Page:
California – and Hollywood in particular – has long been synonymous with the motion picture industry. It is big business. The Los Angeles County Economic Development Corporation (LAEDC) reports that the entertainment industry accounts for 176,700 jobs and $30bn in spending in the Southern California region alone. The 2012 Otis Report on the creative economy of the Los Angeles region says that the arts, design, and entertainment industries combined account for $230bn in revenues and rank fourth out of 66 industry clusters in Los Angeles county.

The potential of this industry is being realised elsewhere, however, and the Los Angeles region has started losing film and television productions to other locations that compete aggressively for a piece of this lucrative industry. A 2005 California Film Commission report found that for every 10 feature films – those with budgets greater than $70m – that find an alternative location, there is a loss of $106m in state revenues, not to mention the loss to high-value jobs and income to small supporting businesses such as hotels, restaurants, dry-cleaners and others.

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FilmLA, a not-for-profit organisation that helps coordinate and process permits needed for on-location productions, says that the problem is the region’s permit process. “One of the constant refrains I hear from film-makers is the need for predictability and uniformity in the film permit process,” says Paul Audley, FilmLA's president.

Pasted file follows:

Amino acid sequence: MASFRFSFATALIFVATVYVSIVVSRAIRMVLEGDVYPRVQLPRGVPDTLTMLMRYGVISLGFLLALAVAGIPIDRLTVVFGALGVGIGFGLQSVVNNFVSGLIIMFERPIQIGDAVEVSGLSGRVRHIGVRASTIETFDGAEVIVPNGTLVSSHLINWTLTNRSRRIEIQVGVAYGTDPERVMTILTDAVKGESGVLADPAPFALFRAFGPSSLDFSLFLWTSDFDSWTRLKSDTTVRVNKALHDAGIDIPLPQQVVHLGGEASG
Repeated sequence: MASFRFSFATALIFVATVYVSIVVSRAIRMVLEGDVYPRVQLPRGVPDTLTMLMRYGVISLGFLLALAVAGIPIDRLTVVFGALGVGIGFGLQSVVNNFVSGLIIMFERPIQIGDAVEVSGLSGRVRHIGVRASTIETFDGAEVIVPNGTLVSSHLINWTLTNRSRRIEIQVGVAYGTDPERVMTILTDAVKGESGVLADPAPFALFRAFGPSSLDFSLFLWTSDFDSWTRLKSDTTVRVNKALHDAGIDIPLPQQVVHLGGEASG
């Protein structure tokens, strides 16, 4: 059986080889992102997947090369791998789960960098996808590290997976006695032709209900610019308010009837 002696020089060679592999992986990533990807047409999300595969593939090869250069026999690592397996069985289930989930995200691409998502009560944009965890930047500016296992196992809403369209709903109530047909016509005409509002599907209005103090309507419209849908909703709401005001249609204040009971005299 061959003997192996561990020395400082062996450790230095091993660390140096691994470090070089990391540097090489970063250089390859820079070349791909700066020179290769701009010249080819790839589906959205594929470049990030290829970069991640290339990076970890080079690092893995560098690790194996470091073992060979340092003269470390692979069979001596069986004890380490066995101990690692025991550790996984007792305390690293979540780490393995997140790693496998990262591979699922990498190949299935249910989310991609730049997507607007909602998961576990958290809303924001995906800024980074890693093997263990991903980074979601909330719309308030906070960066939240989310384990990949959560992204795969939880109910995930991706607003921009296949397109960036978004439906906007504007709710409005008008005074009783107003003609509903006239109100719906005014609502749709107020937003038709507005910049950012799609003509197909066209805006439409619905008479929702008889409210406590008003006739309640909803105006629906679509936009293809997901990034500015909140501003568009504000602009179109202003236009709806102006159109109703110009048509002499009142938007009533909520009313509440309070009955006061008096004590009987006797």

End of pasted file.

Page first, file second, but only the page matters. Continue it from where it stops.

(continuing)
Setting the stage

In 2012, LAEDC, FilmLA, the California Film Commission and the Southern California Association of Governments (SCAG) joined together to adopt a 'film friendliness initiative' to urge the 191 cities and six counties within the SCAG region to make California more attractive to the industry. A framework of policies were put in place that included eliminating business licence requirements for film productions, adjusting film permit structures, assisting industry needs to help with notifying businesses and residents of filming, and surveying and requiring law enforcement only on an as-needed basis.

In 2009, the state also enacted a film and television tax credit, which generated more than $3.8bn in economic output and supported more than 20,000 jobs in the state during its first two years. According to LAEDC, this activity will return to state and local governments an estimated $201m.